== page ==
Money. Money. More money – is the mantra of the greedy person. It is to have an inordinate desire and pursuit of wealth. Just as sex and food are good, but have their proper boundaries, so money is both good and necessary. But money is powerful in more ways than one. It can take over a person’s life in such a way that charging exorbitant interest, rent, or price gouging is justified by satisfying the greed. The greedy person lives every waking moment for leveraging wealth to get more wealth.
“People who want to be rich fall into all sorts of temptations and traps. They are caught by foolish and harmful desires that drag them down and destroy them. The love of money causes all kinds of trouble. Some people want money so much that they have given up their faith and caused themselves a lot of pain.” (1 Timothy 6:9-10, CEV)
“Make sure that your character is free from the love of money, being content with what you have; for He Himself has said, “I will never desert you, nor will I ever forsake you.” (Hebrews 13:5, NASB)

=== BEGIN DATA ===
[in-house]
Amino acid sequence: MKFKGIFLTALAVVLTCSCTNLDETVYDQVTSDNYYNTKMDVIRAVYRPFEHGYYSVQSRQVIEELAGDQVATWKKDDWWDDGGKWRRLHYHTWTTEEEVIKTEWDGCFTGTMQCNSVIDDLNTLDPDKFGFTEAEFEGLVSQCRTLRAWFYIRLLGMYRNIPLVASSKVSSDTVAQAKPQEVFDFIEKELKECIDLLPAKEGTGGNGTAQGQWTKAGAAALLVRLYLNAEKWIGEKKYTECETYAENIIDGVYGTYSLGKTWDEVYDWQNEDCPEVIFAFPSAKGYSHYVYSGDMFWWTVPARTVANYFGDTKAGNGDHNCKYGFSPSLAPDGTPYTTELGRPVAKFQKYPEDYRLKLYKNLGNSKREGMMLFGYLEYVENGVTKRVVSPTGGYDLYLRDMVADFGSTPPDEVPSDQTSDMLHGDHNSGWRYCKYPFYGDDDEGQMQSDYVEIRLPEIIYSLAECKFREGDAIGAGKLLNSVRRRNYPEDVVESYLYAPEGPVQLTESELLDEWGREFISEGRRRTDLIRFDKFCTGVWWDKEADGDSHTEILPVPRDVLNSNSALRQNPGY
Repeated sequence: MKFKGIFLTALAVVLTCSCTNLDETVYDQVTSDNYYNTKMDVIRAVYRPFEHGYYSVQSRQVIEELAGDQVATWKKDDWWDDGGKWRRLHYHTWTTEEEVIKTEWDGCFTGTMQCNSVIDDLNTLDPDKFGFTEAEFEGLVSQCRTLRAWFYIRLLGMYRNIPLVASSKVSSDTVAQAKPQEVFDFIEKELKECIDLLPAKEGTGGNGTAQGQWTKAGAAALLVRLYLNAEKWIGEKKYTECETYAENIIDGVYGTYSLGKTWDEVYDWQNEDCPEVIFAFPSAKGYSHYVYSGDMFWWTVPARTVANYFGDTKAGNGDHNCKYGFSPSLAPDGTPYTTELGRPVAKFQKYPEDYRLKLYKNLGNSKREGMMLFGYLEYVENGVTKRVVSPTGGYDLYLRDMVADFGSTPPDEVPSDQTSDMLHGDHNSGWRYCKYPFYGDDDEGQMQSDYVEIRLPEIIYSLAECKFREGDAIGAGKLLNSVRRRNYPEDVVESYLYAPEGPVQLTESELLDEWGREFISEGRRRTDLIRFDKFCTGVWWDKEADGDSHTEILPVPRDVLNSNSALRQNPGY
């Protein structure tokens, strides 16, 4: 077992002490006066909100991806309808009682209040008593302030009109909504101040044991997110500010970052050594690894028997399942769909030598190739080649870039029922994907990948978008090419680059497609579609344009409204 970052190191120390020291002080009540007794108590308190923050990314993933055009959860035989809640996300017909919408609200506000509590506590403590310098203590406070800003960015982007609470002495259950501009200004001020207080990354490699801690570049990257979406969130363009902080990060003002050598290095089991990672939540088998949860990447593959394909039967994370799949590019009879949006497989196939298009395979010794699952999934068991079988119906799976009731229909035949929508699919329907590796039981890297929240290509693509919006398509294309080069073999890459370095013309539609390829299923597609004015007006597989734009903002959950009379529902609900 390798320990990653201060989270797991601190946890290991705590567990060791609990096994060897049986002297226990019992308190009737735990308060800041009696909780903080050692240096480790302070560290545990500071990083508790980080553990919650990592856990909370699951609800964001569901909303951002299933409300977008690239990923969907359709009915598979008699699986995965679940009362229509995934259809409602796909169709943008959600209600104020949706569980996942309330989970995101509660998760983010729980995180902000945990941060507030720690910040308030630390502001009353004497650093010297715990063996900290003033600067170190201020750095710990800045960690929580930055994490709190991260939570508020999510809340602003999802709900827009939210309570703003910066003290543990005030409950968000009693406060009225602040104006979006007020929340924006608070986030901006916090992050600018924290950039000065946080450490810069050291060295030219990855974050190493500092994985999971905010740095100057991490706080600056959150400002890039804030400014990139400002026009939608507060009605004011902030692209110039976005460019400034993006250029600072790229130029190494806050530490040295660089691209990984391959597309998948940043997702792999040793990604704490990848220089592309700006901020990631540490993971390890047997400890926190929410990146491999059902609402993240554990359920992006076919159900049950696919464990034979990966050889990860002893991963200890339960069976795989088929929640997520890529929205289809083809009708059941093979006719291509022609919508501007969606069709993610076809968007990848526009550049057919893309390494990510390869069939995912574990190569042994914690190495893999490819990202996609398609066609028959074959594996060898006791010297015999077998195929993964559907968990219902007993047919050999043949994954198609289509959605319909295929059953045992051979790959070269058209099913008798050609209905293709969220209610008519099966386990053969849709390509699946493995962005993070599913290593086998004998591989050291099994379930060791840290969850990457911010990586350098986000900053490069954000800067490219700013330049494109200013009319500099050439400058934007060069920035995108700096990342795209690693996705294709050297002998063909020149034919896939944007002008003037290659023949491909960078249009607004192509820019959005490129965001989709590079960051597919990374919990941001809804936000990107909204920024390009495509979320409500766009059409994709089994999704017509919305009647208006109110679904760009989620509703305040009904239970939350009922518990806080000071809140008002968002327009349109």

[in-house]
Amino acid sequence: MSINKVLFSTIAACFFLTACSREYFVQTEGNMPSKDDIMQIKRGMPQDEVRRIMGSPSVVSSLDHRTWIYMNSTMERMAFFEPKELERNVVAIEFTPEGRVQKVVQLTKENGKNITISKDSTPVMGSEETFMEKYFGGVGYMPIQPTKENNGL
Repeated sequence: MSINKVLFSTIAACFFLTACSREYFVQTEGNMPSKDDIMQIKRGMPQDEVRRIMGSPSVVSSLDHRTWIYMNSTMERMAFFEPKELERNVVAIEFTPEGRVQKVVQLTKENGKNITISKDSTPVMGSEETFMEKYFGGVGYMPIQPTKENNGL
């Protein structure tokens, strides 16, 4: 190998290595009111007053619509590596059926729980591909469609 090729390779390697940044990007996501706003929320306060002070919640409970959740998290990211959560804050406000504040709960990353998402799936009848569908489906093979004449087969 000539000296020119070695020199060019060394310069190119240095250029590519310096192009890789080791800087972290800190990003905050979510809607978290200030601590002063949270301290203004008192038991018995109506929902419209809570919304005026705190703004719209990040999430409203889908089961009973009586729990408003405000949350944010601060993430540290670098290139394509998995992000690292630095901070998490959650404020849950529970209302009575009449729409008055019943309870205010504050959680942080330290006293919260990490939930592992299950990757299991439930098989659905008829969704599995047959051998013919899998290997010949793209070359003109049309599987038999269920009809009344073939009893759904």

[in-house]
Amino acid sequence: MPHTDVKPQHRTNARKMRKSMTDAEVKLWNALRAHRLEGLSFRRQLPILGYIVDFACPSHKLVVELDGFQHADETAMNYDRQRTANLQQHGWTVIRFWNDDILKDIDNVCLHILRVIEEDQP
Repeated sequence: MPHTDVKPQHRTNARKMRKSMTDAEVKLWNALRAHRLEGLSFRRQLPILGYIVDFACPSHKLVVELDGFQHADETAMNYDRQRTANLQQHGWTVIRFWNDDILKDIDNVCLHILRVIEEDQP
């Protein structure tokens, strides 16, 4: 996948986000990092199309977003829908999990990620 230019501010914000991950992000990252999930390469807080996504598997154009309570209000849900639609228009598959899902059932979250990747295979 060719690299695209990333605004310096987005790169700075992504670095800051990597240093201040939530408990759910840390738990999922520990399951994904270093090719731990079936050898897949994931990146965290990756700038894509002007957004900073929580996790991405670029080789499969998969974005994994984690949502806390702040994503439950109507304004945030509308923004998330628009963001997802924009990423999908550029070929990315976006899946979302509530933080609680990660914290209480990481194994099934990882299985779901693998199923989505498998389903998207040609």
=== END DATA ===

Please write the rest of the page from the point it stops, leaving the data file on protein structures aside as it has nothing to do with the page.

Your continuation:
Sloth is more than laziness. It is failing to do good when it is in your power and ability to do so. To be slothful is to be indifferent to the great need of the world. Whereas the previous sins are more active in the pursuit of some desire, sloth is passive, not wanting to get involved in making a difference. The slothful always have an excuse why they can’t participate; they expect everyone else to do the work. The irony is that for all of Ebenezer Scrooge’s hard work and thrift, he was really a sloth who had no intention of improving the condition of humanity, depending on poor houses and work farms to do all the work. It took supernatural means to get him to think differently.
“Don’t be lazy in showing your devotion. Use your energy to serve the Lord. Be happy in your confidence, be patient in trouble, and pray continually. Share what you have with God’s people who are in need. Be hospitable.” (Romans 12:11-13, GWT)
“Do your work willingly, as though you were serving the Lord himself, and not just your earthly master.” (Colossians 3:23, CEV)
As with most things in life, anger has its proper place. We ought to be angry in the face of evil perpetrators. Anger motivates us to not be slothful, but helpful. But excessive selfish anger is a vice. Whereas righteous anger seeks to help a victimized person or group, sinful anger is fueled by hatred for another. Whether it is a violent verbal decapitation of another, or a deep smoldering feeling which only seethes with hatred, anger destroys relationships.